scorpion-child-acid-rouletteIf anyone out there in the land of the internet has been following Ave Noctum for a few years, you may have read my review of Scorpion Child’s eponymous first LP, an album that held the top slot for my choice of album of the year (albeit shared with Hell) of 2013. Since that time, the band has kept on the road, honing their skills, and as far as I can tell changing their line up for each show I got to! Going from two guitars to one, changing bassist and drummer, and now adding a full time keyboard player, this Texas act built around the core of vocalist Aryn Black and guitarist Christopher Cowart have been forging new material in the fire of live shows, and the stunning result is the road honed ‘Acid Roulette’.

From the outset ‘Acid Roulette’ shows that rather than rest on the considerable laurels of the first album, Scorpion Child have returned with a hunger for the success they so clearly deserve. The riff of ‘She Sings, I Kill’ is hard and heavy, the rhythm section is tight and pounding, Aryn’s vocals are dripping with a cocksure swagger, and the new element of a swirling Hammond organ lends an added classic element to “The Child’s” sound. It’s no wonder that this was chosen as the album opener, lead-in single, and has become a firm favourite of their live set, holding its own with ease amongst the well tested tracks of their first album. The pace continues unabated in ‘Reaper’s Danse’ a track that could have easily been introduced by Whispering Bob Harris on the Old Grey Whistle Test and not seemed out of place, either in bombastic style or power, Cowart’s solo belonging to the musical heyday of hard rock before the introduction of computers and committees to the recording studio.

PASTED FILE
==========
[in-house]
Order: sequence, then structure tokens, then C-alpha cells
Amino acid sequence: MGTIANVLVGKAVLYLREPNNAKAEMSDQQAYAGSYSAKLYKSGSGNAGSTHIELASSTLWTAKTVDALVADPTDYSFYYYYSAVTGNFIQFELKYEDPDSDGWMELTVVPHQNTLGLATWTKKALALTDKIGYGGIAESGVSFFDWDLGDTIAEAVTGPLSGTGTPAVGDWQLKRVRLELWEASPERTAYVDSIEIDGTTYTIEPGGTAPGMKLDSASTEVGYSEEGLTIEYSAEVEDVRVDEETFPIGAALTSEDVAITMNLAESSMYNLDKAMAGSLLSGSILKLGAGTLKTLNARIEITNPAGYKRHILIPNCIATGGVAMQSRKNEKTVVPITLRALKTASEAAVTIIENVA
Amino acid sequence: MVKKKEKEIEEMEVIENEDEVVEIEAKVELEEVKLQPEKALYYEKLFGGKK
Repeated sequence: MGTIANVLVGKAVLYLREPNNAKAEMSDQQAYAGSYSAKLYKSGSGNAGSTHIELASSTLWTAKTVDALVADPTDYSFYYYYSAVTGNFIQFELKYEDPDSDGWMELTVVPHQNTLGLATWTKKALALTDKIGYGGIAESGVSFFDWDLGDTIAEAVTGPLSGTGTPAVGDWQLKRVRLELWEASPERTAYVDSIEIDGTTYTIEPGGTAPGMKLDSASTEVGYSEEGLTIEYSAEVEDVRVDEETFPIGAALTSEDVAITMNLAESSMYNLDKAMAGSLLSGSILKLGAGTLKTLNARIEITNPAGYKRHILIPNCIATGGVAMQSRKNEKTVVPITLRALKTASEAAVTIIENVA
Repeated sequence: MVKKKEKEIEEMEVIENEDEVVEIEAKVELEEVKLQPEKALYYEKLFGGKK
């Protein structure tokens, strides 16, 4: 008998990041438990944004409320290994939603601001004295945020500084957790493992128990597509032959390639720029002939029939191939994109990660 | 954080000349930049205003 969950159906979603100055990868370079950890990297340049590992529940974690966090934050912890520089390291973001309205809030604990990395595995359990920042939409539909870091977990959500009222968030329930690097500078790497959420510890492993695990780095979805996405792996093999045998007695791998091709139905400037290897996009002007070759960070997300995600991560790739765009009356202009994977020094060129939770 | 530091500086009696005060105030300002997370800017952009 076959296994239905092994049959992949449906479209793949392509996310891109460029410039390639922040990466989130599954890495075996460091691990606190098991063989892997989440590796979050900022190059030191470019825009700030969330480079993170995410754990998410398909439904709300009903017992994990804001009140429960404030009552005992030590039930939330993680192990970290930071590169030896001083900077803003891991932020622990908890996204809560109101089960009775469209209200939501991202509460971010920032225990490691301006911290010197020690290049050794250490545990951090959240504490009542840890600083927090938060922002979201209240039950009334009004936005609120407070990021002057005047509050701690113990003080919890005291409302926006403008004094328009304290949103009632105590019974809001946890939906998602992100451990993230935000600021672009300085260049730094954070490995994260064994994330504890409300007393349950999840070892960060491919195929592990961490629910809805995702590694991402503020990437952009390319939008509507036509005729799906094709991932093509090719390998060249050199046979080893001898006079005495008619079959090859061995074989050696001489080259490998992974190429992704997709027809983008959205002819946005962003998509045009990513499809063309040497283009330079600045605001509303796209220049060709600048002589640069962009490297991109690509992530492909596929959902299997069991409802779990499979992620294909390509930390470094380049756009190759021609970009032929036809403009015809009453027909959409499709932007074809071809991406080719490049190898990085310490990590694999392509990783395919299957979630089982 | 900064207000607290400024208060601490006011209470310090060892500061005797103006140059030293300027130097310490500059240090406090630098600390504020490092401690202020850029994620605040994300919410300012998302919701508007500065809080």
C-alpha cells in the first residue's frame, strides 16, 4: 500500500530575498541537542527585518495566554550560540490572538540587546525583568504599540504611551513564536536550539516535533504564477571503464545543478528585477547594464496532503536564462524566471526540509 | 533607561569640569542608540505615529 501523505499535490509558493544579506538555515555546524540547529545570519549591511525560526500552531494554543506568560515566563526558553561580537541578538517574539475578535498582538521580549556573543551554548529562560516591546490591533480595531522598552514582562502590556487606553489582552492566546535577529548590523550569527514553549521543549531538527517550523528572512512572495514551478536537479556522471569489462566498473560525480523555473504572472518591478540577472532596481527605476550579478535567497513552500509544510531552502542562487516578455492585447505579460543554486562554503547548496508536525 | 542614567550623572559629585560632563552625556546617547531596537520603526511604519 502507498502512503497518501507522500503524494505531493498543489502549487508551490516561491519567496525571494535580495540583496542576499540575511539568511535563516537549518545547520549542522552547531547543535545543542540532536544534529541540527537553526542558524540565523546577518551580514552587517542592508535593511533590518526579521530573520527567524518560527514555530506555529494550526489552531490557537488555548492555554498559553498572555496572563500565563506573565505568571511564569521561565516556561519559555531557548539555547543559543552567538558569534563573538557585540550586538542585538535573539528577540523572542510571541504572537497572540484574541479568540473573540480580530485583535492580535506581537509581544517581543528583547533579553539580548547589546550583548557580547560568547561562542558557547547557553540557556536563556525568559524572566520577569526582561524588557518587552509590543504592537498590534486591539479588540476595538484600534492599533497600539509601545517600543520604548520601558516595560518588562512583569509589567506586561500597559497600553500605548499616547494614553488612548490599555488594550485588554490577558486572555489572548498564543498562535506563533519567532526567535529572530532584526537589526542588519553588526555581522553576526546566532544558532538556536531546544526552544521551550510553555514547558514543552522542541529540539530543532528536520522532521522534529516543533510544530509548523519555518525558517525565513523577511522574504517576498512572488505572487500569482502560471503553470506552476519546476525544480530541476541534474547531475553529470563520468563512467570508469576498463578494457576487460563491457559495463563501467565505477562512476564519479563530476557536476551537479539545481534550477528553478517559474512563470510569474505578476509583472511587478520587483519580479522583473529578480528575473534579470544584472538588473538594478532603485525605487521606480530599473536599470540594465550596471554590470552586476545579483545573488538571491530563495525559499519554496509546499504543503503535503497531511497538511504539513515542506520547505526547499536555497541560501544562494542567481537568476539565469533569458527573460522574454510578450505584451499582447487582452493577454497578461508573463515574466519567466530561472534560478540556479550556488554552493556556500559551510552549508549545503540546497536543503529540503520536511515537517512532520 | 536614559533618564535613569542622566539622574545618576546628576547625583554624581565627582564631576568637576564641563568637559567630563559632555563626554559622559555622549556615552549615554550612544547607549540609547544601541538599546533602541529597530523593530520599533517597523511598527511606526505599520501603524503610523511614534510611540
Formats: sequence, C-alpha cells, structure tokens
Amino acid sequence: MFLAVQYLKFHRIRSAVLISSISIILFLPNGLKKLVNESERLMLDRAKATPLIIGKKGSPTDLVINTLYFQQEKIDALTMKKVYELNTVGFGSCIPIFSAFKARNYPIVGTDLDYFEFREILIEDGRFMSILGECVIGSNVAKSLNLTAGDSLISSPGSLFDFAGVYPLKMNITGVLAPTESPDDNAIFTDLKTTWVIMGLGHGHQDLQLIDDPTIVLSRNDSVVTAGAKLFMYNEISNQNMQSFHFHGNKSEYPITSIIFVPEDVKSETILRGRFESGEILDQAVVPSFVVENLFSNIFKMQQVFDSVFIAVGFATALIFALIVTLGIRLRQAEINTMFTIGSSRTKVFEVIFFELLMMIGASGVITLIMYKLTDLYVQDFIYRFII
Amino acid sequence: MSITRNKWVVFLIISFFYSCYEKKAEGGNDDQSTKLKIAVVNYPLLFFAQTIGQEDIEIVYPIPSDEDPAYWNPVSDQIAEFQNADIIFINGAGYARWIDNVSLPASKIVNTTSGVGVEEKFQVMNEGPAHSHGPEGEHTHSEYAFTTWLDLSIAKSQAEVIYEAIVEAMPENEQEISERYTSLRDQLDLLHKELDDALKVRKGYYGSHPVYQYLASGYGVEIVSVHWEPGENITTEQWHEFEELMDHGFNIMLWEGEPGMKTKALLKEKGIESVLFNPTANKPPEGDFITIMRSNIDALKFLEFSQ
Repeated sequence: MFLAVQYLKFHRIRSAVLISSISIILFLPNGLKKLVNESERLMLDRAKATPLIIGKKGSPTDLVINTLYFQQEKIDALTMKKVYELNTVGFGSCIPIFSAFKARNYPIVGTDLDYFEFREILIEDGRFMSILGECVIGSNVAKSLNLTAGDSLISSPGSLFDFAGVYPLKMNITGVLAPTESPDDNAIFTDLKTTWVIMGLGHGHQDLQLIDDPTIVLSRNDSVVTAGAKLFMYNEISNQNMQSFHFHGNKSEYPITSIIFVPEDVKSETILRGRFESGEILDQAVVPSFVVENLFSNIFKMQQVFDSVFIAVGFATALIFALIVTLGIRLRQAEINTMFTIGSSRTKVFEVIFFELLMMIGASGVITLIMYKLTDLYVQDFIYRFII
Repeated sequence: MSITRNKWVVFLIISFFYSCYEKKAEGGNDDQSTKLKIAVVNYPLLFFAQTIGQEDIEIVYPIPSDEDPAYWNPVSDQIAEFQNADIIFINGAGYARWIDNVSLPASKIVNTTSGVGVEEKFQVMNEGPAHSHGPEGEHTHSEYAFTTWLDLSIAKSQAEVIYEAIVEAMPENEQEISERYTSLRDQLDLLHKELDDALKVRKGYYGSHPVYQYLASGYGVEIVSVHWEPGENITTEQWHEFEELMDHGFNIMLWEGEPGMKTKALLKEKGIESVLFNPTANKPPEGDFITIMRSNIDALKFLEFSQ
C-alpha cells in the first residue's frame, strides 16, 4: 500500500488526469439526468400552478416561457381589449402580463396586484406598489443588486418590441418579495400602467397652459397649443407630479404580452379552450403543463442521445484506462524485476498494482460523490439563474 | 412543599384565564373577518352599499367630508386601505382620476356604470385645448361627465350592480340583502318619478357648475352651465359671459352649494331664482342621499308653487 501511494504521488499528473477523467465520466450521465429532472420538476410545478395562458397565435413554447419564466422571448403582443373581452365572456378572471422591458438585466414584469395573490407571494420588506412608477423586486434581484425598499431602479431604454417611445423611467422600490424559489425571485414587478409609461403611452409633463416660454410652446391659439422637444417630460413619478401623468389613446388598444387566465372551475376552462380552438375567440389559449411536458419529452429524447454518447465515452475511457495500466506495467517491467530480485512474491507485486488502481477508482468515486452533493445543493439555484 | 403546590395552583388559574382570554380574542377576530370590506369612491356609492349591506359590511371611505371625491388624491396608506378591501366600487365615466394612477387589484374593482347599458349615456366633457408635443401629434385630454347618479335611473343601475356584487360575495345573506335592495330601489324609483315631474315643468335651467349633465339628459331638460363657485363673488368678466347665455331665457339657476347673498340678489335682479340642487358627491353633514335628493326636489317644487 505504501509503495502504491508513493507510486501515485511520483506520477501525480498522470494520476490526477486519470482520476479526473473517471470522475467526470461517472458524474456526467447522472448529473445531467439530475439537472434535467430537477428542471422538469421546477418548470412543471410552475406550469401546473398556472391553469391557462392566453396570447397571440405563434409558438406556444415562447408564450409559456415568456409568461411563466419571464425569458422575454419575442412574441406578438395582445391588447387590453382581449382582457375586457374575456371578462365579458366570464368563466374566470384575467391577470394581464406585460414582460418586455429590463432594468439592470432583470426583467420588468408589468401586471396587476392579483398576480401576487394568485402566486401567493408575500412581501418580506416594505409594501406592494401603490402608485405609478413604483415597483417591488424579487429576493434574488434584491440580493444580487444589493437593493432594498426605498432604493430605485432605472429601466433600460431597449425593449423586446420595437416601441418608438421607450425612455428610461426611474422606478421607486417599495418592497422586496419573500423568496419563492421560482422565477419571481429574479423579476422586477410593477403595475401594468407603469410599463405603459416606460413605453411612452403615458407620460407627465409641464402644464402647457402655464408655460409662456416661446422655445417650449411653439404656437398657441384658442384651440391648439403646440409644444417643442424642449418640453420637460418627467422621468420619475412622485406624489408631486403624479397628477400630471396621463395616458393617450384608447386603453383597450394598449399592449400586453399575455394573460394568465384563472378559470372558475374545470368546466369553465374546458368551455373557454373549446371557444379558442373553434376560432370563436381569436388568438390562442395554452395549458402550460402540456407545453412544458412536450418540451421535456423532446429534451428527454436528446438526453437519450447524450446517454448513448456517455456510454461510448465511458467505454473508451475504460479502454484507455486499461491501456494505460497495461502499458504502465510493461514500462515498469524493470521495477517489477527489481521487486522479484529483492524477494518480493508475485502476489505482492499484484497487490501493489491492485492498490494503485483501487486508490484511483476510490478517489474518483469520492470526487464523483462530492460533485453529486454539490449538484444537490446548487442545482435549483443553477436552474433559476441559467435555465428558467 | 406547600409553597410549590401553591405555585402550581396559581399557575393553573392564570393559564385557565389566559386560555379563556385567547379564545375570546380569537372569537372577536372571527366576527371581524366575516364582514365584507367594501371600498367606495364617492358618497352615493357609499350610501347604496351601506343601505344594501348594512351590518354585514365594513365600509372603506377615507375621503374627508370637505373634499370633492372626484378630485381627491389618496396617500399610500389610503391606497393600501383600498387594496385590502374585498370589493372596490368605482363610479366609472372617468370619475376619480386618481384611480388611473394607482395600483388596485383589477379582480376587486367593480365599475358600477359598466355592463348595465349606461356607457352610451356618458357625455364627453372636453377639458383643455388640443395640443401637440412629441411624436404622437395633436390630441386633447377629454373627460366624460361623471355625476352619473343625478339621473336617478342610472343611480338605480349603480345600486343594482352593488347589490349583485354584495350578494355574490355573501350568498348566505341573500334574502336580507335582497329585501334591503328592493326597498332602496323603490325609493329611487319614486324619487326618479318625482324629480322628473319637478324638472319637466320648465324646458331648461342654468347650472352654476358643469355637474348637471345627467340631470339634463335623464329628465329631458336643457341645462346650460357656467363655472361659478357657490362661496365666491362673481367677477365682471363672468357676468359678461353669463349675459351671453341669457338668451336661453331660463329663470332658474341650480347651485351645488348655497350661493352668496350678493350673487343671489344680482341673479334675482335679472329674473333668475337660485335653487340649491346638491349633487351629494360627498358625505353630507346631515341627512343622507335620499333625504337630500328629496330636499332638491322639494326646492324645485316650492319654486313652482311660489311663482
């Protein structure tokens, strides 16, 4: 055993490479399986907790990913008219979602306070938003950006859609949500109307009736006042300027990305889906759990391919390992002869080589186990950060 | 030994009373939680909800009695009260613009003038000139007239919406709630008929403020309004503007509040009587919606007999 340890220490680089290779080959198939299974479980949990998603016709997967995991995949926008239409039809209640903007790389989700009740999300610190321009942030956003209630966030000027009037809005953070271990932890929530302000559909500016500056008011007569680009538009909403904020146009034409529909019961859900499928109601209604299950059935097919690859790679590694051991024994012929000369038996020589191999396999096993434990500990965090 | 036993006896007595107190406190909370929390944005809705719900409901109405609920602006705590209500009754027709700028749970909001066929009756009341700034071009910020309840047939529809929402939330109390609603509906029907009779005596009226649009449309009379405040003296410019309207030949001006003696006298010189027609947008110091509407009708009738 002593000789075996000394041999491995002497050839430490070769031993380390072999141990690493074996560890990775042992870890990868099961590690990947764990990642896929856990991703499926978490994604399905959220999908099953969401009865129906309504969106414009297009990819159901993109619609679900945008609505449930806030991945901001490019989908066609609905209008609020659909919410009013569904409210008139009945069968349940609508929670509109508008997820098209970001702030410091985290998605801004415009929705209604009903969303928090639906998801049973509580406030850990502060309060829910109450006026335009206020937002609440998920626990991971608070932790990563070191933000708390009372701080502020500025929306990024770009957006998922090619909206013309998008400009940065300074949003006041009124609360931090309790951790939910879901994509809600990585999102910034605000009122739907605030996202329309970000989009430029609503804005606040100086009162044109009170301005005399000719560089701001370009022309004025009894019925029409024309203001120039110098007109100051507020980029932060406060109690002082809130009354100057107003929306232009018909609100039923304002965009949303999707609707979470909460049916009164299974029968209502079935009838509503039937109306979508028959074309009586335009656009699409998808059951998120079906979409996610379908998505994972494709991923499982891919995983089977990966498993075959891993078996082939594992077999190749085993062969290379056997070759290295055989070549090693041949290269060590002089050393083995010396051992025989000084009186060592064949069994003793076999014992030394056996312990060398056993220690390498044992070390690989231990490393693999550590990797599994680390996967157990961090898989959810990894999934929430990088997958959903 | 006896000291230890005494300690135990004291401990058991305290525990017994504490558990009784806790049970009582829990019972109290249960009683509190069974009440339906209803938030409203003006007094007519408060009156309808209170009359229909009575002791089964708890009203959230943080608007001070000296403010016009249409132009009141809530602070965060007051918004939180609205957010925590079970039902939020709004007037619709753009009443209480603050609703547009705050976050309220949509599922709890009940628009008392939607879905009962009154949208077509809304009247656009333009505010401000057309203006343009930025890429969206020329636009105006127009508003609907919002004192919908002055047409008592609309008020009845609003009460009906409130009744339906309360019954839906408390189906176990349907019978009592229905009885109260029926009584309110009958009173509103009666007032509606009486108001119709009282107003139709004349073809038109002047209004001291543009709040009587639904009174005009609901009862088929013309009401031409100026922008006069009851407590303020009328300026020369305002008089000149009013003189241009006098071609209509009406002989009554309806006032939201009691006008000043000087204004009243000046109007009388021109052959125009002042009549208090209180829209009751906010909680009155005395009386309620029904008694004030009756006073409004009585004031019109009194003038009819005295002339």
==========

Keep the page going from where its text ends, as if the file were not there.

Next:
Title track ‘Acid Roulette’ lets the band explore their more psychedelic side, blissed out vocals interweaving with AJ Vincent’s keyboard that seems to have been possessed with the spirit of the late, great Jon Lord, the bass and drums of Padron and Rice carrying the whole song aloft as the guitar plays a supporting role to the Hammond, a remarkable generosity on the part of one of the founders and main writers in the band to the new guy. The rock resumes on follow up ‘Winter Side of Deranged’, a frenetic wall of guitars driving the sound forward. However, it is not all foot on the monitor full throttle rock, and ‘Survives’ with the simple opening keyboard accompaniment to Aryn Black’s more restrained and emotional vocal delivery makes the track sound like one of Queen’s early ballads from the days when their albums were emblazoned with the proud boast of “No Synthesizers!” Each of the thirteen tracks on ‘Acid Roulette’ screams of quality and passion, and even the music free incantation of ‘Séance’ helps cement the timeless nature of the album, sounding to all the world as it does like a sound bite from some occult motorbike gang movie of yesteryear.

I’ve been fortunate enough to catch this current line up of Scorpion Child play live in Glasgow with Crobot, and I can attest to the fact that they can produce the sound of the album live, the push of the crowd adding even more energy to the performance, and I can wholeheartedly recommend that if you get a chance to see them play, buy those tickets and make the journey. I can also hope that this line up holds firm as they absolutely deliver the goods. If there’s anything that the band has done wrong, it is being born and forming in the wrong millennium, as surely if they ever discover time travel and relocate to 1970, Scorpion Child will be spoken of in the same awed tones as Free or Led Zeppelin. Since they live in the now, I feel fortunate as it means I can look forward to more new music and live gigs that are simply joyous and life affirming in the future.

(9/10 Spenny)